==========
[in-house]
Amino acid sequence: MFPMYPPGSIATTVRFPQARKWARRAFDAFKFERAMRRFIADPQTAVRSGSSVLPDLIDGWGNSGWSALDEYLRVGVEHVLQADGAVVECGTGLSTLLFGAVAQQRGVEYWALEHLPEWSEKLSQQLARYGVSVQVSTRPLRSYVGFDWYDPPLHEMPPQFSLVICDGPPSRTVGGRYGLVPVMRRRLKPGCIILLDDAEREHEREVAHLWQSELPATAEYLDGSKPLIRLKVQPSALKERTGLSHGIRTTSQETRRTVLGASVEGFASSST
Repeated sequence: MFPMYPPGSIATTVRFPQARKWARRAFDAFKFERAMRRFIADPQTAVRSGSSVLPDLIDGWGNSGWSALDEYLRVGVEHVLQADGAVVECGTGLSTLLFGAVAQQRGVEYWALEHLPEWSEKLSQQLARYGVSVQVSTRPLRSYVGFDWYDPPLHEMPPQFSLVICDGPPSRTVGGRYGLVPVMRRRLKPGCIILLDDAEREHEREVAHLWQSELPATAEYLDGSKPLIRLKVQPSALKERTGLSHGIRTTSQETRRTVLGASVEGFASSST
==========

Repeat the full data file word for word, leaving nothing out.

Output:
[in-house]
Amino acid sequence: MFPMYPPGSIATTVRFPQARKWARRAFDAFKFERAMRRFIADPQTAVRSGSSVLPDLIDGWGNSGWSALDEYLRVGVEHVLQADGAVVECGTGLSTLLFGAVAQQRGVEYWALEHLPEWSEKLSQQLARYGVSVQVSTRPLRSYVGFDWYDPPLHEMPPQFSLVICDGPPSRTVGGRYGLVPVMRRRLKPGCIILLDDAEREHEREVAHLWQSELPATAEYLDGSKPLIRLKVQPSALKERTGLSHGIRTTSQETRRTVLGASVEGFASSST
Repeated sequence: MFPMYPPGSIATTVRFPQARKWARRAFDAFKFERAMRRFIADPQTAVRSGSSVLPDLIDGWGNSGWSALDEYLRVGVEHVLQADGAVVECGTGLSTLLFGAVAQQRGVEYWALEHLPEWSEKLSQQLARYGVSVQVSTRPLRSYVGFDWYDPPLHEMPPQFSLVICDGPPSRTVGGRYGLVPVMRRRLKPGCIILLDDAEREHEREVAHLWQSELPATAEYLDGSKPLIRLKVQPSALKERTGLSHGIRTTSQETRRTVLGASVEGFASSST